[facsimile of letter to Olivia L. Clemens, 27 November 1881]
Clemens, away on copyright business in Montreal in November 1881, wrote home to his wife, Livy, and his three young daughters, Susy, Clara, and Jean, in the form of a "rebus-letter," in which pictographs were substituted for words or syllables. For those who may find his doodles difficult to decode, here is a translation:
Livy dear, a mouse kept me awake last night till 3 or 4 o'clock—so I am lying abed this morning. I would not [a log with a "knot"] give sixpence [the nibs of six pens] to be out yonder in the storm, although it is only snow.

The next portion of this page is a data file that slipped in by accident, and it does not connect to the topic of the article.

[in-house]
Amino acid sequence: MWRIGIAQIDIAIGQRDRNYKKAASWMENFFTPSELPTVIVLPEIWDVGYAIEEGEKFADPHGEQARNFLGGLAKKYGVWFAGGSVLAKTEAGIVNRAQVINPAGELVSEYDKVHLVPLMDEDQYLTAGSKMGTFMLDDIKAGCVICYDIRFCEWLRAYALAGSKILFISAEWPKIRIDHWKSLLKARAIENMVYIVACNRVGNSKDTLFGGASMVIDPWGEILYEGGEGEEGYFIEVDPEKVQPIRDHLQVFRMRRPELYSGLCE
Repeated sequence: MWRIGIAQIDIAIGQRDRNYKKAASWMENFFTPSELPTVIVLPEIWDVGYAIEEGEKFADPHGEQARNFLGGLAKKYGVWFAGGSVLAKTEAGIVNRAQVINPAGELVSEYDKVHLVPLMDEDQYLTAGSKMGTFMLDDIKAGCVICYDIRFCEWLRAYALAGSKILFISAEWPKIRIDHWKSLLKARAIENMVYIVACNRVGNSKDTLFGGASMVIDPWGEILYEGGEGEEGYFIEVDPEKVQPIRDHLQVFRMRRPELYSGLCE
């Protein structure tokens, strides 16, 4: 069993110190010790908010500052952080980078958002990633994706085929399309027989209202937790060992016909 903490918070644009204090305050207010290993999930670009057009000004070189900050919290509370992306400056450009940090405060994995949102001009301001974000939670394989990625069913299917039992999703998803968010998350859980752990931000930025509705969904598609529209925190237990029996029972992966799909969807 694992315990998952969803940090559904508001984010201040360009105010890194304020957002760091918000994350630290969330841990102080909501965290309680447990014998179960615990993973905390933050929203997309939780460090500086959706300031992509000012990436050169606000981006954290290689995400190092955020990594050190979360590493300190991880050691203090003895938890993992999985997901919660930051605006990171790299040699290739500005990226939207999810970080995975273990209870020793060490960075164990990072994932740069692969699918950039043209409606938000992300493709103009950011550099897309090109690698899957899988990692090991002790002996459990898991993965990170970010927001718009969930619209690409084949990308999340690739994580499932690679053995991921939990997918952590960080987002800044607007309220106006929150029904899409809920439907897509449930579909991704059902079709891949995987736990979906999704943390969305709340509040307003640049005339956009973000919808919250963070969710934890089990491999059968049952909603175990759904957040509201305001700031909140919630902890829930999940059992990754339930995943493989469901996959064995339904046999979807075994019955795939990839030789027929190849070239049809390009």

There—that's for the children—was not sure that they could read writing, especially Jean, who is strangely ignorant in some things.
Susy Clemens was nine years old at this time, Clara was seven, and Jean was only 15 months old. The letter's current location is not known; it is reproduced from Albert Bigelow Paine's 1917 edition of Mark Twain's Letters, vol. 1, p. 408.